Why should I switch to Python?

Thomas Wouters thomas at xs4all.net
Thu May 11 16:08:38 CEST 2000


On Thu, May 11, 2000 at 12:09:07AM -0500, James Felix Black wrote:
> > Two big ones come to mind: using complex data structures, and
> > modularizing your code. Both are much easier in python.

> I won't dispute your second point, but I don't understand your first.

I do. I'm trying to grok a colleagues' OO-perl code, and it has me dazzled.
Not in how it works or what it does, but *why*. It seems to be a strange mix
of normal classes and metaclasses, using hashes and identifier strings and
indexes into arrays -- I have a nagging suspision this 1000+ lines Perl
blob could be done in less than 200 lines Python, using regular classes. I
wont know for sure until said colleague returns from his week off to France,
partly because he took the Perl OO book with him, and I haven't read it yet,
and partly because I'm not sure the code isn't intended to do more than
implement generic classes with a bit of metaclass flavour.

Perhaps I'll understand it better once I learn exactly how to work with OO
perl -- writing it, I mean, instead of using it. And this is exactly the
problem I have with Perl, compared to Python. In Python, if you can write a
script, you can write a module. Move your functions & classes to a different
file, or wrap your executing code in a 'if __name__ == '__main__':' block,
and you have a module.

In Perl, if you want anything more complicated than a package with
subroutines (say, classes), you are entering a world of hurt. (Or at least I
was ;)

> > In perl, doing this is so painful to me that I'm not even going to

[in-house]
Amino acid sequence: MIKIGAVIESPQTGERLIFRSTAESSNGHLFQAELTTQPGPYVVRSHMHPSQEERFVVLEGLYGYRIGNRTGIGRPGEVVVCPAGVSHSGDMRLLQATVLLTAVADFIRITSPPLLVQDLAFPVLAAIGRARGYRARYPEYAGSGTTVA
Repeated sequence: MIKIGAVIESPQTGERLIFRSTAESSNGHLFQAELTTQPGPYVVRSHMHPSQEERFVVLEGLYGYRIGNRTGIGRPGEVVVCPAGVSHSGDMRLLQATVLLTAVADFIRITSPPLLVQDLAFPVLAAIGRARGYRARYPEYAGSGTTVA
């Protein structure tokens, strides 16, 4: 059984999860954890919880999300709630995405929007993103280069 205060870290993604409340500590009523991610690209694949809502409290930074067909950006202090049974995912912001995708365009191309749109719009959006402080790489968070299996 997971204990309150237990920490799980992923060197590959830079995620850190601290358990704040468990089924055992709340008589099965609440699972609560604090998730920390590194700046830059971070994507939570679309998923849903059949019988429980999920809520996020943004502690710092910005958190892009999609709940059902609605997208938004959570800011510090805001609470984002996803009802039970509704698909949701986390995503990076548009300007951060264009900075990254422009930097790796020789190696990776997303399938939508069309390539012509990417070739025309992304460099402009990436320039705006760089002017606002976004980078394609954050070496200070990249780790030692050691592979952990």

> > try it now, and it only gets worse as your data structures get more
> > complicated.
> 
> I'm not sure exactly what you mean:
> 
> %friends = { Bob => [ ], Jane => [ "Lisa", "Mabel", "Freddy" ],
>              Lisa => [ "Mabel" ] };
> 
> for $name (keys %friends) {
>   print "$name has these friends:\n";
>   for $f (@{ $friends{ $name } }) {
>     print " ", $f;
>   }
>   print "\n";
> }

Actually, the initialization of your hash is wrong! Using perl -w you'll see
this error:

Reference found where even-sized list expected at - line 1.

Now guess what's wrong :-) (hint: literal dictionaries dont exist in perl,
as such; you have to use lists. This is why 'reverse %hash' works as a
key<->value swap ;-)

I didn't notice this when reading the code, though, and I have to admit I
was kind of surprised to learn HASH(0x80e54e0) didn't have any friends ;)

As for the second part, for more Perl adventure, you can do it like this:

for my $name (keys %friends) {
    print "$name has these friends:\n";
    print join(' ', @{ $friends{ $name } }) . "\n";
}

or even this:

map {
   print "$_ has these friends:\n" . join(' ', @{ $friends{ $_ } }) . "\n"
} keys %friends;

Not that I used perl map much until I learned Python, though.

> What I (as a perl programmer/python novice) really miss in python are 
> true closures.  Is this a language feature yet?  One marvelous thing 
> that python has, though, is reduce, which I find so massively useful 
> that I carry it around with me in perl land wherever I go.

Well, you can more-or-less fake closures (enough to be functional, in any
case) using lambda:

>>> import string
>>> l = ["spam", "ham", "eggs"]
>>> characters = [", spam, ", " ", ", ham, ", ", eggs, "]
>>> map(lambda x, l=l, s=string: s.join(l, x), characters)
['spam, spam, ham, spam, eggs', 'spam ham eggs', 'spam, ham, ham, ham,
eggs', 'spam, eggs, ham, eggs, eggs']

-- 
Thomas Wouters <thomas at xs4all.net>

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